He was evidently a young man of considerable taste in reading, though principally in poetry; and besides the persuasion of having given him at least an evening's indulgence in the discussion of subjects, which his usual companions had probably no concern in, she had the hope of being of real use to him in some suggestions as to the duty and benefit of struggling against affliction, which had naturally grown out of their conversation.
For, though shy, he did not seem reserved; it had rather the appearance of feelings glad to burst their usual restraints; and having talked of poetry, the richness of the present age, and gone through a brief comparison of opinion as to the first-rate poets, trying to ascertain whether Marmion or The Lady of the Lake were to be preferred, and how ranked the Giaour and The Bride of Abydos; and moreover, how the Giaour was to be pronounced, he showed himself so intimately acquainted with all the tenderest songs of the one poet, and all the impassioned descriptions of hopeless agony of the other; he repeated, with such tremulous feeling, the various lines which imaged a broken heart, or a mind destroyed by wretchedness, and looked so entirely as if he meant to be understood, that she ventured to hope he did not always read only poetry, and to say, that she thought it was the misfortune of poetry to be seldom safely enjoyed by those who enjoyed it completely; and that the strong feelings which alone could estimate it truly were the very feelings which ought to taste it but sparingly.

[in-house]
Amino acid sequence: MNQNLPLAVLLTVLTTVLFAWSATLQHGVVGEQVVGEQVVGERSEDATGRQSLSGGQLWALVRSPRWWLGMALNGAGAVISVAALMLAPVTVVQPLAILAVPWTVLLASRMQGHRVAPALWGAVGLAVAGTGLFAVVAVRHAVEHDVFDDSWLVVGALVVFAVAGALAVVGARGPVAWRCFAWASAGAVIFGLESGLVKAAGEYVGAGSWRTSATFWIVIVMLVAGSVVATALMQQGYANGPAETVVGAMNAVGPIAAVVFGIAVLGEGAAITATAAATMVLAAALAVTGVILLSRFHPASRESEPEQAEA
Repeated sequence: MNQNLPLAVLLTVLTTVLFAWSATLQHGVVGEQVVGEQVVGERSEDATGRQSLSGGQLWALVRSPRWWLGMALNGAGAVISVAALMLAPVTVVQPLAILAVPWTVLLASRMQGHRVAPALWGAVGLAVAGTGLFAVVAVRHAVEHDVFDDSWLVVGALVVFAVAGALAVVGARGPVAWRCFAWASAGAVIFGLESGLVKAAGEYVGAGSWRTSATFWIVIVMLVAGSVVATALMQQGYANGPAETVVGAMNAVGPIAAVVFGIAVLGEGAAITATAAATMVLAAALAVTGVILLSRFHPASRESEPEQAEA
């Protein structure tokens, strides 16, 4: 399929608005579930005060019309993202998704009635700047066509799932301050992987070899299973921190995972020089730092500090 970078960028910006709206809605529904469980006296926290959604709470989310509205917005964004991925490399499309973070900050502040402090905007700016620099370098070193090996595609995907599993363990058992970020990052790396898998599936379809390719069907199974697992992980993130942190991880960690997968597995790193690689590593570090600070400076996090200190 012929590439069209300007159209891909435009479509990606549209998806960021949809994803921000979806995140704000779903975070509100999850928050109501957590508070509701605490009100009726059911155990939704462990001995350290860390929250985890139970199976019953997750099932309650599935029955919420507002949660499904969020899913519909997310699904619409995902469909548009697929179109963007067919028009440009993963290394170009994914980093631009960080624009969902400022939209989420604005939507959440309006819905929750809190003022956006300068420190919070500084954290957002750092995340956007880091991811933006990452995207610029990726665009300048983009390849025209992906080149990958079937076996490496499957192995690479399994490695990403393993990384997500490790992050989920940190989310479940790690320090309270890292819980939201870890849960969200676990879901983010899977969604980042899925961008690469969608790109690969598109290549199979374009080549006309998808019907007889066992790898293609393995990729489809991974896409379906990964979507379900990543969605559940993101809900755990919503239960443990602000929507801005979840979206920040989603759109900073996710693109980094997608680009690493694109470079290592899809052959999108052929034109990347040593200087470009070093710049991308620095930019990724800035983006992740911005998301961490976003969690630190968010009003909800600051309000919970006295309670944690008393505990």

She was born Felicia Dorothea Browne in Liverpool, a granddaughter of the Venetian consul in that city. Her father's business soon brought the family to Denbighshire in North Wales, where she spent her youth. They made their home near Abergele and St. Asaph (Flintshire), and it is clear that she came to regard herself as Welsh by adoption, later referring to Wales as "Land of my childhood, my home and my dead". Her first poems, dedicated to the Prince of Wales, were published in Liverpool in 1808, when she was only fifteen, arousing the interest of no less a person than Percy Bysshe Shelley, who briefly corresponded with her. She quickly followed them up with England and Spain
(1808) and The domestic affections
, published in 1812, the year of her marriage to Captain Alfred Hemans, an Irish army officer some years older than herself. The marriage took her away from Wales, to Daventry in Northamptonshire until 1814.
During their first six years of marriage Felicia gave birth to five sons, including Charles Isidore Hemans, and then the couple separated. Marriage had not, however, prevented her from continuing her literary career, with several volumes of poetry being published by the respected firm of John Murray in the period after 1816, beginning with The Restoration of the works of art to Italy
(1816) and Modern Greece
(1817). Tales and historic scenes
was the collection which came out in 1819, the year of their separation.